NEW YORK (AP) — If 2013 was a year where the stock market went straight up, 2014 has started off as a year where the stock market moves sideways.
There was plenty for investors to worry about in the first three months of the year, from tensions between Russia and the West over Ukraine and the winter storms that froze the U.S. economy in January and February. As a result, investors focused their attention on buying and holding "safe" investments, such as bonds, dividend-paying stocks, and gold.
The Standard & Poor's 500 rose 1.3 percent in the first three months of 2013. The Dow Jones industrial average lost 0.7 percent so far this year, and the Nasdaq composite is up 0.5 percent.
It was S&P 500's its fifth-straight quarterly gain. It was also the index's worst quarter since the fourth quarter of 2012.
"I think this bull market is starting to show signs of fatigue," said Wayne Wilbanks, chief investment officer at Wilbanks, Smith, Thomas in Norfolk, Va., which manages roughly $2.4 billion in assets.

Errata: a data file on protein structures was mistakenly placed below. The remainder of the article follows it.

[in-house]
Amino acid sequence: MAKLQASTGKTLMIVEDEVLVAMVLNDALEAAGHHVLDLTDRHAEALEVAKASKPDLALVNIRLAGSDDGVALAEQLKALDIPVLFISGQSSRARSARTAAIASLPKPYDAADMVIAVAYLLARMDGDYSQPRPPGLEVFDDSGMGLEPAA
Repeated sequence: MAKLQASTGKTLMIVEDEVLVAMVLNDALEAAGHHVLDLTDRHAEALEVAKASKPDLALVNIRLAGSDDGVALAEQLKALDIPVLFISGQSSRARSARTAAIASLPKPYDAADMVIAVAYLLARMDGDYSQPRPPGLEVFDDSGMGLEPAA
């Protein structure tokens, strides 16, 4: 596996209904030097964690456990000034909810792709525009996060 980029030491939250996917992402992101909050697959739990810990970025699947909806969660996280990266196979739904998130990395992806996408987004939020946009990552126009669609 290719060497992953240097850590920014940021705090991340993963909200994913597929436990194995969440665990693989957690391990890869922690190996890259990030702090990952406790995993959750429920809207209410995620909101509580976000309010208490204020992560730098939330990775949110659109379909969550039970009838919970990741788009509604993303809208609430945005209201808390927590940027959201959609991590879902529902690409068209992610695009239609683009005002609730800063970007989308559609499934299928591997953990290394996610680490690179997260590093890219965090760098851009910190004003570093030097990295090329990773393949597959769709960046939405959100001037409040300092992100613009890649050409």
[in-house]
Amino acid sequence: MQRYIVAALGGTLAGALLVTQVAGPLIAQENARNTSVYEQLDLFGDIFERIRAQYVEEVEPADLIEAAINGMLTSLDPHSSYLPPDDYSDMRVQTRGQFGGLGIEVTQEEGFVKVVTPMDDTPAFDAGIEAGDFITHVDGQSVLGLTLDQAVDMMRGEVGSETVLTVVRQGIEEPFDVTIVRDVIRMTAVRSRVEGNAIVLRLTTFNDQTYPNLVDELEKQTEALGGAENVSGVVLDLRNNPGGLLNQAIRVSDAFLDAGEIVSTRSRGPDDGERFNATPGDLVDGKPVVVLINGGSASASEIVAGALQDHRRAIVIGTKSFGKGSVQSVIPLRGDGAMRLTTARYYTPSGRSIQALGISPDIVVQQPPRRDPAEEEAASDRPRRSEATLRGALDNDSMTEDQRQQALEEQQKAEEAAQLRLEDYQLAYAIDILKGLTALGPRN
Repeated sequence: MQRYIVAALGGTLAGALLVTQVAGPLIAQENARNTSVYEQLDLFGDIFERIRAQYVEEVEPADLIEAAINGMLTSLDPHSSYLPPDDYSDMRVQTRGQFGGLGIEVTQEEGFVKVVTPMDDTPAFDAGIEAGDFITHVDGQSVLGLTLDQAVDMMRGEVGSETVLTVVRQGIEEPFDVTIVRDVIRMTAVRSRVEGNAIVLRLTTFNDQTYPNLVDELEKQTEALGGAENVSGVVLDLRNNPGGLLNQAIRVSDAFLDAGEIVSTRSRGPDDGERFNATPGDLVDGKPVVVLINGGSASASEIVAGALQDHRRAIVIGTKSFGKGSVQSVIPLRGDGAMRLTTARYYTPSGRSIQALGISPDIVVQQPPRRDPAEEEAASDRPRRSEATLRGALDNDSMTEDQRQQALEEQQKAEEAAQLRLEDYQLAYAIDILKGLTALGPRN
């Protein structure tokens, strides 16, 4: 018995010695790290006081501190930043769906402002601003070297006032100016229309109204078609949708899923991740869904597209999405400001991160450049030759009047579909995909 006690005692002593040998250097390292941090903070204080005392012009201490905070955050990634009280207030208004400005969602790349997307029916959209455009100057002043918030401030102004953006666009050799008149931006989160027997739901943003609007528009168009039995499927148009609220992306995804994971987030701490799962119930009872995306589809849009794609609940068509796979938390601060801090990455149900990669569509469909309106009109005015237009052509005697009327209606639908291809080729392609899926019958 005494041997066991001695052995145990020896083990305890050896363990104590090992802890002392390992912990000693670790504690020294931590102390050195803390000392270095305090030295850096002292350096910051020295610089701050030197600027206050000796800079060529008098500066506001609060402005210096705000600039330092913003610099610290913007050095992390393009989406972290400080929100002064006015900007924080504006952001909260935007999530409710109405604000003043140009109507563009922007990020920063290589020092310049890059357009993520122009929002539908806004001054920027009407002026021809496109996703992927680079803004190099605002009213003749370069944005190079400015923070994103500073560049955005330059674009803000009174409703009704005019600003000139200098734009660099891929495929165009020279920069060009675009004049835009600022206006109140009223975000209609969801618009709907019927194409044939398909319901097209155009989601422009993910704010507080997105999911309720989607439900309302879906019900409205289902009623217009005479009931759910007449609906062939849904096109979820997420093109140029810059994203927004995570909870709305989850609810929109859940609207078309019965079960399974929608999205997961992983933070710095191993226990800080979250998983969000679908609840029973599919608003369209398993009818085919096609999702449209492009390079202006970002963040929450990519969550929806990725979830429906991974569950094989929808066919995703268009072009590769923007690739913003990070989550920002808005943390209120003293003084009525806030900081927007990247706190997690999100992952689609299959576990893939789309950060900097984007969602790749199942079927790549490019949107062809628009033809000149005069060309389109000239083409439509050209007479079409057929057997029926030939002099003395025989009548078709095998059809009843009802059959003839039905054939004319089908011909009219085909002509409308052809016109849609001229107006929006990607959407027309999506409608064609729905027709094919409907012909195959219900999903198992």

It was all about safety this quarter.
Utility and health care stocks, which typically pay larger-than-average dividends and are less volatile than other stocks, rose 9 percent and 5.5 percent, respectively. Those two sectors were among the laggards last year.
Riskier growth-oriented stocks, particularly in biotechnology, consumer discretionary and technology stocks, fared the worst. Among the biggest decliners this quarter, Twitter fell 27 percent, biotechnology company Celgene dropped 17 percent and Amazon.com fell 16 percent.
Bonds were widely expected to do poorly in 2014 because the Federal Reserve was winding down its bond-buying program and the U.S. economy was improving. Instead, they did better than the stock market. The Barclays Aggregate Bond Index, a broad measure of the bond market that includes Treasurys, corporate and other types of bonds, is up 1.9 percent this quarter.
Even gold did well this quarter. After getting slammed in 2013, gold rose nearly 7 percent in the first quarter of 2013.
Investors started off the quarter cautiously optimistic. The S&P 500 had risen 32 percent in 2013, including dividends, and was trading at an all-time high early in the year. There were signs that the U.S. economic recovery was accelerating. Few investors expected 2013's momentum to hold into this year, however.
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